Nevada police identify victim of 41-year-old cold case homicide using genealogy and DNA testing

Tammy Terrell was last seen September 28, 1980. Her body was found one week later, but she was listed as "Jane Arroyo Grande Doe" until November 10, 2021.

(CNN)The woman formerly known as "Jane Arroyo Grande Doe" now has a name after 41 years, police in Henderson, Nevada, announced Thursday.

Thanks to a process called investigative genetic genealogy, the woman was identified November 10 as Tammy Terrell. The 17-year-old's body was found October 5, 1980, according to a news release from police in Henderson, in the Las Vegas metropolitan area.
Investigative genetic genealogy is a process that uses DNA testing "to determine relationships between individuals and identify possible relatives of the unidentified victim," the release said.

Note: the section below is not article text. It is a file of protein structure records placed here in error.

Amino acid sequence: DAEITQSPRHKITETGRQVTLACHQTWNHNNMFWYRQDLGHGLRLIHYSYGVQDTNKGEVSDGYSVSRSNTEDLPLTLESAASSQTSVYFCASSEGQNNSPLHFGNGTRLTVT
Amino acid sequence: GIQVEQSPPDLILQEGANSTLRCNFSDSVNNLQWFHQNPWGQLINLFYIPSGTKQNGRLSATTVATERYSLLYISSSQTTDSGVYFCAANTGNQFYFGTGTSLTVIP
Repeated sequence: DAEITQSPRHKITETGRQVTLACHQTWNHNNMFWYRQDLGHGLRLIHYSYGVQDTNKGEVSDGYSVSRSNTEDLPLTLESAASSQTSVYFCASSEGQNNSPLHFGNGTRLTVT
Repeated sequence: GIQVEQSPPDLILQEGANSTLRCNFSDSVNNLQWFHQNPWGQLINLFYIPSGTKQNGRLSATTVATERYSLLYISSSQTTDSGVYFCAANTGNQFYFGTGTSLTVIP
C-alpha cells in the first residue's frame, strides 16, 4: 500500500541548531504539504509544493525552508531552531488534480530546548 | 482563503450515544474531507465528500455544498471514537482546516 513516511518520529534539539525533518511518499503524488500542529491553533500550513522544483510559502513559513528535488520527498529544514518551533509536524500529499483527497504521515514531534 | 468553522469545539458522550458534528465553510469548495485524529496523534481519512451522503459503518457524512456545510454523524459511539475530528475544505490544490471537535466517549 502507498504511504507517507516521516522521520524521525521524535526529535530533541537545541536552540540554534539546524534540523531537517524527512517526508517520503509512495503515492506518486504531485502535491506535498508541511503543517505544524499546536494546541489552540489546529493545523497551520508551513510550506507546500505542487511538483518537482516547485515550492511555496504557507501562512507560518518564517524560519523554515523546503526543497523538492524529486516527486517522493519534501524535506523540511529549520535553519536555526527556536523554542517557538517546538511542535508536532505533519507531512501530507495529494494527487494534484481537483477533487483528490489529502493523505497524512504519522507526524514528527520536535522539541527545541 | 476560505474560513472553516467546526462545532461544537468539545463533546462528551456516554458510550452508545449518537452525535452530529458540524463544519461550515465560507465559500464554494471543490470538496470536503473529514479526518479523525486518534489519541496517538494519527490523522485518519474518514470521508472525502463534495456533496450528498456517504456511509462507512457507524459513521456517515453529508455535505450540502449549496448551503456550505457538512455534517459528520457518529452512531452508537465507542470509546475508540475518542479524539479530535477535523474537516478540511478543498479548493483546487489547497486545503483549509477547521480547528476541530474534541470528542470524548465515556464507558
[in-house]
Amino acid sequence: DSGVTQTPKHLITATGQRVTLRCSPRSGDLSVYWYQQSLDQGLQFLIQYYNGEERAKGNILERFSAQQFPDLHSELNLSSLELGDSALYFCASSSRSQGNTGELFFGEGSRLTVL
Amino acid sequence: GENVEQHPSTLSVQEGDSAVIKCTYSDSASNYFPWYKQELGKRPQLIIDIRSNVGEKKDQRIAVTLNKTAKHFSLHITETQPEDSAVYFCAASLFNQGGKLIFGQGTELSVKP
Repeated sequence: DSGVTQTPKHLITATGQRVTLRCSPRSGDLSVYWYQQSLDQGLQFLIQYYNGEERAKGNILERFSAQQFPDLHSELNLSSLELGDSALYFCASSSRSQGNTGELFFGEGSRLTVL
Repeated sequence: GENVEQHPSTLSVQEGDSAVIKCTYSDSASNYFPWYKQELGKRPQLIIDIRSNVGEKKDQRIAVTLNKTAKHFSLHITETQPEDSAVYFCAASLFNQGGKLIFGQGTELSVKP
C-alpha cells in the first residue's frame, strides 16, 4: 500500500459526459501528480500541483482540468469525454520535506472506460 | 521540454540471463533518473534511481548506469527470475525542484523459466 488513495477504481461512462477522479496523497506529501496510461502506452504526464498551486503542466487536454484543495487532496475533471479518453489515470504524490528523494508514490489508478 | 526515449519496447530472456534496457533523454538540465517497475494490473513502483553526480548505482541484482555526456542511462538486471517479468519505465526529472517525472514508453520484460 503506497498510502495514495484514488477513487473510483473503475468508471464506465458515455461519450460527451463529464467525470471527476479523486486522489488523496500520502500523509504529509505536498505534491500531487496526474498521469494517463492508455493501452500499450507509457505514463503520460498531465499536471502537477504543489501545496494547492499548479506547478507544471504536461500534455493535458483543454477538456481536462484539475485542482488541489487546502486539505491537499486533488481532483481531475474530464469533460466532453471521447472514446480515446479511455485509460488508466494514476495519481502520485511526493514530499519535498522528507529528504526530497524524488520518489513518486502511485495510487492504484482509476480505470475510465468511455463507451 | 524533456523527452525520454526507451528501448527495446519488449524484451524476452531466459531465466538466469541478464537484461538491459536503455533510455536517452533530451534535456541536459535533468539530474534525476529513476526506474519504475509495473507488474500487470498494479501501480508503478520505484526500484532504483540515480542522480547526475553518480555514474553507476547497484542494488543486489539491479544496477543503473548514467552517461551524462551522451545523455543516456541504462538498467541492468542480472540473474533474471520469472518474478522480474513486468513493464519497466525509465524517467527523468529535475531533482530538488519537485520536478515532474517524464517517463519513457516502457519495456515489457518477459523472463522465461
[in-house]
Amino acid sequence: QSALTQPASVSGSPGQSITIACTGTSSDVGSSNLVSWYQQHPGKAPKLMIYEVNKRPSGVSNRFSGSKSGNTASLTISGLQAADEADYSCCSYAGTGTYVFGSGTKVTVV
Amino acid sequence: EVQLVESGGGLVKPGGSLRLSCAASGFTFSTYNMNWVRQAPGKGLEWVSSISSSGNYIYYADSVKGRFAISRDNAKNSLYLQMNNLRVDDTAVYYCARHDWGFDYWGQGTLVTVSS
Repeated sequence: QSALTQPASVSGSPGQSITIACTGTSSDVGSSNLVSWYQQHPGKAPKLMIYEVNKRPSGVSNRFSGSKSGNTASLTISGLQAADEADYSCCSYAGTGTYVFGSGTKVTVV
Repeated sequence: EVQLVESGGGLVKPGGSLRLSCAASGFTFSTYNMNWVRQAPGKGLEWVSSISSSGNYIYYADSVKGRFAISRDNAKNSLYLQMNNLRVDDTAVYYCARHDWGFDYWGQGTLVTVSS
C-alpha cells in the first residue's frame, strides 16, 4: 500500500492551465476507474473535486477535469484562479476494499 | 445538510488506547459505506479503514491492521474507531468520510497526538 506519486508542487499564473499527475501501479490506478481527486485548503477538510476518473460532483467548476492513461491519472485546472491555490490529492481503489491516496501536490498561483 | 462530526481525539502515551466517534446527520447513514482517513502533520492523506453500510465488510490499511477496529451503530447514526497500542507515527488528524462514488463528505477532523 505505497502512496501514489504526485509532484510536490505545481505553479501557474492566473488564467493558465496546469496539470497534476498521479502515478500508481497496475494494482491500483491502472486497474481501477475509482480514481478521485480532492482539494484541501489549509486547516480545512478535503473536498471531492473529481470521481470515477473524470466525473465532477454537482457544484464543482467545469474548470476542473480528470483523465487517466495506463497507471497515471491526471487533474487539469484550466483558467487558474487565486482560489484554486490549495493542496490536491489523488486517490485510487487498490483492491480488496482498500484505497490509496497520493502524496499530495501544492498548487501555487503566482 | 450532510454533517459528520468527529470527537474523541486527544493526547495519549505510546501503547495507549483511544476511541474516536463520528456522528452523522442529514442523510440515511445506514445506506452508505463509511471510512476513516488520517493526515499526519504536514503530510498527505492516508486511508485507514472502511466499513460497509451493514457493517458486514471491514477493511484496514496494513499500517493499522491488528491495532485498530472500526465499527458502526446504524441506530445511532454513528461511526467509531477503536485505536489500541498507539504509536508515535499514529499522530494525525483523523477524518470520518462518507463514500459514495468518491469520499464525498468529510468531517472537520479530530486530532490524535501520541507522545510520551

"Detectives then use the information to contact potential relatives in an attempt to identify family members have gone missing," the release said.
Tammy was last seen at a restaurant in Roswell, New Mexico, on September 28, 1980, with an unknown White man and woman, "possibly planning to leave New Mexico for an unknown destination in California," the release said.
Her body was found one week later by a passing driver in the desert area near Arroyo Grande Boulevard and Lake Mead Parkway, the release said. In the 41 years since her disappearance, police said "all attempts to identify her to this point had been unsuccessful."
The investigation into Tammy's death is ongoing, police said.
News about Tammy's case follows a Tuesday announcement that Las Vegas police used DNA testing and genealogical research to solve the 42-year-old homicide case of a teen girl who died in 1979.